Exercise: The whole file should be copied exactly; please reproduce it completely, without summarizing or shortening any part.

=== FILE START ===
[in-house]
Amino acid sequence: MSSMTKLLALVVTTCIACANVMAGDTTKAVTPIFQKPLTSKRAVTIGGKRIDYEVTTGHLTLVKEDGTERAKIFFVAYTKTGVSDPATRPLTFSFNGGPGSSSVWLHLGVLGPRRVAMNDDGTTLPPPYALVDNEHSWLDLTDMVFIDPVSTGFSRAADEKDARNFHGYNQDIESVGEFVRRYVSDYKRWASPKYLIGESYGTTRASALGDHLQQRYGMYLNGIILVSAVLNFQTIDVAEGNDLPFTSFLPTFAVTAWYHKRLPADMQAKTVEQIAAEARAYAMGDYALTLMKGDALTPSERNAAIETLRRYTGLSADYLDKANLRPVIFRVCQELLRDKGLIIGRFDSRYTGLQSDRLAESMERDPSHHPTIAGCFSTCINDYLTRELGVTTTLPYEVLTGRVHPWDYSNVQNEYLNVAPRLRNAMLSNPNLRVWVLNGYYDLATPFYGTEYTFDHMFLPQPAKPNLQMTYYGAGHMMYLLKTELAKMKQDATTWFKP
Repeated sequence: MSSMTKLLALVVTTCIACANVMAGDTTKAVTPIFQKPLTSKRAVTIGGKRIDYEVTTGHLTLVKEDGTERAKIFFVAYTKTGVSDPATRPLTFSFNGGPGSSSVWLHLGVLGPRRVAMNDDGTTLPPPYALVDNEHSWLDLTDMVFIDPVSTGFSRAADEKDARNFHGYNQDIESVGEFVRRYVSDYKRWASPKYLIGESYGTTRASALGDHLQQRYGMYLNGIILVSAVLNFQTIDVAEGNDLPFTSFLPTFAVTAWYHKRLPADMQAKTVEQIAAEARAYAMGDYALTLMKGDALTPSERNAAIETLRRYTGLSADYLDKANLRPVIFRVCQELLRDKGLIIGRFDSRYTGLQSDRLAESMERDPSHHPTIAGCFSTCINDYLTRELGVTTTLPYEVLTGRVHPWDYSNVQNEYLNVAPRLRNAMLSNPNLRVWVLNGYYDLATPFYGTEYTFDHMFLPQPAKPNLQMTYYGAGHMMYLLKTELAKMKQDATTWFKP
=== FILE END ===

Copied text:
[in-house]
Amino acid sequence: MSSMTKLLALVVTTCIACANVMAGDTTKAVTPIFQKPLTSKRAVTIGGKRIDYEVTTGHLTLVKEDGTERAKIFFVAYTKTGVSDPATRPLTFSFNGGPGSSSVWLHLGVLGPRRVAMNDDGTTLPPPYALVDNEHSWLDLTDMVFIDPVSTGFSRAADEKDARNFHGYNQDIESVGEFVRRYVSDYKRWASPKYLIGESYGTTRASALGDHLQQRYGMYLNGIILVSAVLNFQTIDVAEGNDLPFTSFLPTFAVTAWYHKRLPADMQAKTVEQIAAEARAYAMGDYALTLMKGDALTPSERNAAIETLRRYTGLSADYLDKANLRPVIFRVCQELLRDKGLIIGRFDSRYTGLQSDRLAESMERDPSHHPTIAGCFSTCINDYLTRELGVTTTLPYEVLTGRVHPWDYSNVQNEYLNVAPRLRNAMLSNPNLRVWVLNGYYDLATPFYGTEYTFDHMFLPQPAKPNLQMTYYGAGHMMYLLKTELAKMKQDATTWFKP
Repeated sequence: MSSMTKLLALVVTTCIACANVMAGDTTKAVTPIFQKPLTSKRAVTIGGKRIDYEVTTGHLTLVKEDGTERAKIFFVAYTKTGVSDPATRPLTFSFNGGPGSSSVWLHLGVLGPRRVAMNDDGTTLPPPYALVDNEHSWLDLTDMVFIDPVSTGFSRAADEKDARNFHGYNQDIESVGEFVRRYVSDYKRWASPKYLIGESYGTTRASALGDHLQQRYGMYLNGIILVSAVLNFQTIDVAEGNDLPFTSFLPTFAVTAWYHKRLPADMQAKTVEQIAAEARAYAMGDYALTLMKGDALTPSERNAAIETLRRYTGLSADYLDKANLRPVIFRVCQELLRDKGLIIGRFDSRYTGLQSDRLAESMERDPSHHPTIAGCFSTCINDYLTRELGVTTTLPYEVLTGRVHPWDYSNVQNEYLNVAPRLRNAMLSNPNLRVWVLNGYYDLATPFYGTEYTFDHMFLPQPAKPNLQMTYYGAGHMMYLLKTELAKMKQDATTWFKP